DNC Atheism Scandal Shows Need For Openly Nontheist Politicians

DNC Atheism Scandal Shows Need For Openly Nontheist Politicians
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Lucy Nicholson / Reuters

This week, three top staffers at the Democratic National Committee resigned in the wake of the hacking scandal that resulted in the release of 20,000 committee staff emails to WikiLeaks. One email was especially offensive to the nontheist community, in which former DNC chief financial officer Brad Marshall wrote, in regard to Bernie Sanders, that “it might make no difference, but for KY and WVA can we get someone to ask his belief? Does he believe in a God? He had skated on saying he has a Jewish heritage. I think I read he is an atheist. This could make several points difference with my peeps. My Southern Baptist peeps would draw a big difference between a Jew and an atheist.”

The idea that any political party would use the religious views of one of their presidential candidates as a weapon to harm their campaign is deplorable. But it also makes poor political sense. The number of Americans who would vote for an atheist candidate for president is steadily increasing, as is the overall number of the religiously unaffiliated in America, who now are the biggest “religious” voting bloc in the country. Party operatives and campaign officials who continue to slander atheists and other nontheists because of their personal prejudice or false impressions that such action would cause negative campaign impact need to wake up to what is the increasingly secular America.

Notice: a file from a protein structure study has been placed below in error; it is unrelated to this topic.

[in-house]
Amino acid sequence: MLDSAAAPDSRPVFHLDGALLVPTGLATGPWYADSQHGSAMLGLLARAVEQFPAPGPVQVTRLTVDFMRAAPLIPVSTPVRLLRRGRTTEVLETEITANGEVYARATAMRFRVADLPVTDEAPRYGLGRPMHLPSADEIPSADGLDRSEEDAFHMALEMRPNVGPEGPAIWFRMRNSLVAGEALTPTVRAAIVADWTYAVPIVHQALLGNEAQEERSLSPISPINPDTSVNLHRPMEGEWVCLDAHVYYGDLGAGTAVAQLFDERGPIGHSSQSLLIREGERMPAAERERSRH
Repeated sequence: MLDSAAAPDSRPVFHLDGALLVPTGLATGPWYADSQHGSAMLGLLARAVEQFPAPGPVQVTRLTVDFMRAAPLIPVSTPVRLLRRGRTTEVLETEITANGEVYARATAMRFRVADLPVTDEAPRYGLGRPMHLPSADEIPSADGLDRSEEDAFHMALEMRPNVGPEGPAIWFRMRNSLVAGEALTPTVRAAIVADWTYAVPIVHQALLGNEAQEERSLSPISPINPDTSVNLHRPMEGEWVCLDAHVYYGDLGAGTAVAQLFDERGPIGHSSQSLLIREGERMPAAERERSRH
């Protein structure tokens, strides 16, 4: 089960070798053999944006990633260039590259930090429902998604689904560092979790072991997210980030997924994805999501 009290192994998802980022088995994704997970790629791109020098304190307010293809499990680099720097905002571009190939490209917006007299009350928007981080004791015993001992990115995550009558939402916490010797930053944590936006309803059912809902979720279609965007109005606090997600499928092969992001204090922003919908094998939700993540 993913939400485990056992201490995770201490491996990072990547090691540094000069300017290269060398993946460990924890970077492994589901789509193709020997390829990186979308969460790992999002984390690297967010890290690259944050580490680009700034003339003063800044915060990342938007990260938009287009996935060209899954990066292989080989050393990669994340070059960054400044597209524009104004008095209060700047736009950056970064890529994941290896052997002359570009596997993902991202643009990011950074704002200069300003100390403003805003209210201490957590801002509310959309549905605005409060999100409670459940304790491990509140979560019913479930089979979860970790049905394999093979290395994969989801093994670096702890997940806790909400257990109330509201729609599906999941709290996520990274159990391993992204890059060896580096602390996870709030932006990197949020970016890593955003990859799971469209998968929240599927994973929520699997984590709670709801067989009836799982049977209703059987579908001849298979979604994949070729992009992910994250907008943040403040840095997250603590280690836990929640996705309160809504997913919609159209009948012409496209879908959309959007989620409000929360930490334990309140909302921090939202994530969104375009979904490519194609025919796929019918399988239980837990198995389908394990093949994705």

But until party operatives recognize the reality of America’s changing religious demographics, the only true way to fix this pattern of discrimination is, as Lin-Manuel Miranda from the Broadway play Hamilton says, to be “in the room where it happens.”

It’s easy for the interests of a political demographic to be ignored or even ridiculed by those in power when discussions on political strategy occur without the open participation of that marginalized group. DNC officials likely would have been much more hesitant to even discuss using a candidate’s possible atheism as campaign dirt if even a single Democratic member of Congress was an open atheist. After all, no staff member wants to deal with an angry member of Congress calling them up to discuss why his or her religious views were denigrated by the organization that is supposed to support the work of those very same government officials.

And the days in which we may have an openly atheistic or humanistic representative or senator are not that far away. Candidates like Jamie Raskin, who is the Democratic nominee for Maryland’s 8th Congressional District and identifies as a humanist supported by the Freethought Equality Fund, have the chance to lead by example and show the American people that nontheists deserve a say in the political process. This leadership could also inspire the dozens of existing members of Congress who are in the closet about their nontheism to be open about their religious identity, which would go a long way in dispelling the prejudice against millions of nontheistic Americans in the political world and society as a whole.

It’s always disappointing to see party officials disparage the beliefs of American citizens, but instead of being discouraged by this scandal, nontheists should see the event as a much needed call to action. Atheists and humanists must realize that until nontheists have more than allies in Congress, but actual members of their own community serving as representatives and senators, both parties can continue to pay lip service to the interests of the nearly one quarter of Americans who don’t associate with a religious tradition, while denigrating that very same group behind closed doors. The challenge now for the nontheistic community is coming together in a bipartisan way and working to elect openly nontheistic candidates to Congress and state legislatures across the country so that our embrace of reality-based thinking can’t be used as political sabotage.

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Belief in God has wavered.

How American Religion Has Changed

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